SAN FRANCISCO (KCBS)— Legislation is moving forward at the Board of Supervisors that would require a lot more work for wireless companies that want to install antennas on utility poles, street lights and other public right of way.
A San Francisco Supervisors Committee on Wednesday approved legislation that would give the public more power to review and protest applications for wireless antennas, but wireless providers aren't happy.
In the past, San Francisco has required wireless companies to notify neighbors and go through a public process to put up large antennas, but not for smaller ones.
The new legislation by Supervisor John Avalos would make even the tiniest antennas fair game for public review.
"Now all permit applications would require public notice and be subject to protests. This simplifies the process for everyone," Avalos said.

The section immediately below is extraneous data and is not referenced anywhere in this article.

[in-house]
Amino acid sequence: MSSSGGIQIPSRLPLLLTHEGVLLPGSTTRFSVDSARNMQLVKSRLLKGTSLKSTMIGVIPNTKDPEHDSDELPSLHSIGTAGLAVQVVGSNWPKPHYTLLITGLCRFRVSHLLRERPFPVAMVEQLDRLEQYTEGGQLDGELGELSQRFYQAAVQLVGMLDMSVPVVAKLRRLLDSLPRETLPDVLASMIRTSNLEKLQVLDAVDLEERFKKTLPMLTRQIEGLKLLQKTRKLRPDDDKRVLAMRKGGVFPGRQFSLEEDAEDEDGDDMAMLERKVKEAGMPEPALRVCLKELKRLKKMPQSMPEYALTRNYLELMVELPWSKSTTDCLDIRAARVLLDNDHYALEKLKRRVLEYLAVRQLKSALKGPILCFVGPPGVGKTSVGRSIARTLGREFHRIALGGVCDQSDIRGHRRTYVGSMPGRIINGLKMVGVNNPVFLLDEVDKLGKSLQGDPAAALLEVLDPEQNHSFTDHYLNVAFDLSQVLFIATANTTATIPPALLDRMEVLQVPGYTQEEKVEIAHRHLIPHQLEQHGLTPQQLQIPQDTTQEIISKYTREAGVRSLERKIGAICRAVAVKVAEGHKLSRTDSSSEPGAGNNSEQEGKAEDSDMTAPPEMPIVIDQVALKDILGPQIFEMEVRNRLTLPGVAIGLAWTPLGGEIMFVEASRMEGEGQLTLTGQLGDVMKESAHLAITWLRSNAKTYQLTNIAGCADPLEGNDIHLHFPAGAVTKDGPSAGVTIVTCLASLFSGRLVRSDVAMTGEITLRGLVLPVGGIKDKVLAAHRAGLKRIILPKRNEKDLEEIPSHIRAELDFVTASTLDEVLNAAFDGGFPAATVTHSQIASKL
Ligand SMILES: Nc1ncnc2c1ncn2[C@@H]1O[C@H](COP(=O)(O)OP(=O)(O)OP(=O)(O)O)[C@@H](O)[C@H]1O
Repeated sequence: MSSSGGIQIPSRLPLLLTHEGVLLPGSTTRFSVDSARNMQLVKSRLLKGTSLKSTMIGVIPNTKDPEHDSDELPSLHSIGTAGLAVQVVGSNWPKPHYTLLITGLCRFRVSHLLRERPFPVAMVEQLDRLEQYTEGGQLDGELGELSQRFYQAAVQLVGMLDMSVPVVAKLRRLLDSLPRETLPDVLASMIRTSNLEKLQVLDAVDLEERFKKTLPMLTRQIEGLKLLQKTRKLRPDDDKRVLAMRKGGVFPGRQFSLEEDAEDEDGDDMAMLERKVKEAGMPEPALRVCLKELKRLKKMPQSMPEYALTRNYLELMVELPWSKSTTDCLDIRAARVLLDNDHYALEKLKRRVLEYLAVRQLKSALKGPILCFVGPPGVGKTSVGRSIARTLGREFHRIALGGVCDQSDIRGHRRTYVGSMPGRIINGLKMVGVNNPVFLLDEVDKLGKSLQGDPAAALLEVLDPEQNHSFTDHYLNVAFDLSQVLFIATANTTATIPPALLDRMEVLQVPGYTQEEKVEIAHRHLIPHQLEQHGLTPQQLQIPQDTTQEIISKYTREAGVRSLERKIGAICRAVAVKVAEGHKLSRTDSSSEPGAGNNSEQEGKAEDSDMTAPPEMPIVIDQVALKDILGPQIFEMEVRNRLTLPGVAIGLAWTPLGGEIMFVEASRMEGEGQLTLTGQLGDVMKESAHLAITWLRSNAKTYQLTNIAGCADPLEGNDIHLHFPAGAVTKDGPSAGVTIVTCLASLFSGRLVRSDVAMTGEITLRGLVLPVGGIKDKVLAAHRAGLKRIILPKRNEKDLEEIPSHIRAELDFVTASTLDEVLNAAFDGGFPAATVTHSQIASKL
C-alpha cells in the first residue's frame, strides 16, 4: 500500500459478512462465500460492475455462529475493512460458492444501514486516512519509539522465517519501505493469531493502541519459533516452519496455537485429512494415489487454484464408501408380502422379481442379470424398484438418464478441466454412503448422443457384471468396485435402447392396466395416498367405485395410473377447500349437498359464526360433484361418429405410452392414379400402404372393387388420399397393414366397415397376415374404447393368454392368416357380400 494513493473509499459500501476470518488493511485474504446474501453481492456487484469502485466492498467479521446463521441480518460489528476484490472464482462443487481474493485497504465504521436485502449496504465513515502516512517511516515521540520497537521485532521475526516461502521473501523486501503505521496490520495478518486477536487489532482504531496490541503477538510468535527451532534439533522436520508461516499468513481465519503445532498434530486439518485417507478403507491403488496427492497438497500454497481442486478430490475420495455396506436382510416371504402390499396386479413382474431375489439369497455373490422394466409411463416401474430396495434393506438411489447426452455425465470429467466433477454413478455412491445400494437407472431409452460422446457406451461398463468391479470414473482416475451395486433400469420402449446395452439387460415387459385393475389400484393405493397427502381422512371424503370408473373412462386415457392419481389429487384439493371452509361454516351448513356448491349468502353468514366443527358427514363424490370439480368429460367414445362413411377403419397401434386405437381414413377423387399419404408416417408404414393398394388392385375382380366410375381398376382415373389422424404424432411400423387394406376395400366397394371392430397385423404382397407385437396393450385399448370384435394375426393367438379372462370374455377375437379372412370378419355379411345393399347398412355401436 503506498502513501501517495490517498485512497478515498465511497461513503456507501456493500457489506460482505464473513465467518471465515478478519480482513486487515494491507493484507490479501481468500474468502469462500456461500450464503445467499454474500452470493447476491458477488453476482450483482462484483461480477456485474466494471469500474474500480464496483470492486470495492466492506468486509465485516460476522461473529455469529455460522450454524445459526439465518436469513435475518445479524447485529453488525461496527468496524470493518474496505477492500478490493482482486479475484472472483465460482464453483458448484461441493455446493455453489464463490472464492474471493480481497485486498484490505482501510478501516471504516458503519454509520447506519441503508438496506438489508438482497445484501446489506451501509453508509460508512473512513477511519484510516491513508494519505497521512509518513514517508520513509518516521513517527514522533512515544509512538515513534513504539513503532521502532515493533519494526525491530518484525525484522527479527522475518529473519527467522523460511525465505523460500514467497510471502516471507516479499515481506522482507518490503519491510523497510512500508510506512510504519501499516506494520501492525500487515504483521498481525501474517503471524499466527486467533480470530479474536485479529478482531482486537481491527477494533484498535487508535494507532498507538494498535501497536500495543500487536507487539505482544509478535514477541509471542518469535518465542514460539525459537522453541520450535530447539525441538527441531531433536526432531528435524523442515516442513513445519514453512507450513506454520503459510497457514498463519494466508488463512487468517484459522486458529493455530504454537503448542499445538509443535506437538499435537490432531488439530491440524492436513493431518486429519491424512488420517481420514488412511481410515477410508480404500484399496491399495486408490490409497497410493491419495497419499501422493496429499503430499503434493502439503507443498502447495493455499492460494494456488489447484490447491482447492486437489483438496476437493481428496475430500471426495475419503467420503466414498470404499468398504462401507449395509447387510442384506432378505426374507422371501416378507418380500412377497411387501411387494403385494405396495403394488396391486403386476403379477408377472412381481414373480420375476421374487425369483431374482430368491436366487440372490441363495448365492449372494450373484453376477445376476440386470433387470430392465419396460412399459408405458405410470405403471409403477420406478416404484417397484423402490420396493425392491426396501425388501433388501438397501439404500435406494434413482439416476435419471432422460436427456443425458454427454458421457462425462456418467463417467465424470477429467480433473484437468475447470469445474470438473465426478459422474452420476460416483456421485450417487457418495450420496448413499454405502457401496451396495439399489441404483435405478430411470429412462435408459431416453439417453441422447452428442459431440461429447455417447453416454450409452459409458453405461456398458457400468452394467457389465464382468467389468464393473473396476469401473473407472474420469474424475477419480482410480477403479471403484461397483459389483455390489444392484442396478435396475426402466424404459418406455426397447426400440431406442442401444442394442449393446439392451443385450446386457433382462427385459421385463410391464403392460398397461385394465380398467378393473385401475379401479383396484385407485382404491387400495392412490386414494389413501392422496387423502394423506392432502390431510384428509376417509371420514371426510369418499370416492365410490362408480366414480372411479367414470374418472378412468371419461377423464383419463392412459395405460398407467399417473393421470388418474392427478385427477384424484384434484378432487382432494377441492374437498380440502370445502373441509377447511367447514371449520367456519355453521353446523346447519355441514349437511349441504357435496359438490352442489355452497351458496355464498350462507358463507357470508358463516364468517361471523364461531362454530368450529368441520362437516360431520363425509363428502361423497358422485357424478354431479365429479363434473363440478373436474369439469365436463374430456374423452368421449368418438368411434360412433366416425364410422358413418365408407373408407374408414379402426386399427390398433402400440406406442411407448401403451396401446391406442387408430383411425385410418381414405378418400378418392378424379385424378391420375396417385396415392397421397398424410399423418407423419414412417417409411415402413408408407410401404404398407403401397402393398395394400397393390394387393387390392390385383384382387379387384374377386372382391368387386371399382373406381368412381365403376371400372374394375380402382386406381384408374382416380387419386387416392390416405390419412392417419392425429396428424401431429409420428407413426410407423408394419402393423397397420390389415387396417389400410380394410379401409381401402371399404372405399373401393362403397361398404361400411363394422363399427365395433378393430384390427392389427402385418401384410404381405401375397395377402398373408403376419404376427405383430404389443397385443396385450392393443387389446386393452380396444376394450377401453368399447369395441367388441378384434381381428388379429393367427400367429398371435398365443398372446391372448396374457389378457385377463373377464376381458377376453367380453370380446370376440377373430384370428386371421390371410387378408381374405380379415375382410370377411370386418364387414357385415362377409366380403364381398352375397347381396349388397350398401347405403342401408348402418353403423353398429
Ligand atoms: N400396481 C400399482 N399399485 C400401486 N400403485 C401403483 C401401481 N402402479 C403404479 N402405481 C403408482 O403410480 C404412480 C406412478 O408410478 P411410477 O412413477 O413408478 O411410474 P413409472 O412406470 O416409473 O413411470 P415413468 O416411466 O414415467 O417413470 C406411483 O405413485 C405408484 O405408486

Verizon attorney Paul Albritton told the superviors' finance committee the proposal is overkill and punishes responsible wireless providers.
"We feel if the rug is being pulled out from under us and putting us through the tier three process we might has well have built enormous and ugly facilities. We don't want to do that," Albritton said.
This all started because of court ruling that said San Francisco can regulate wireless antennas for aesthetics, but can't stop them from being modified or made larger once they've been permitted.
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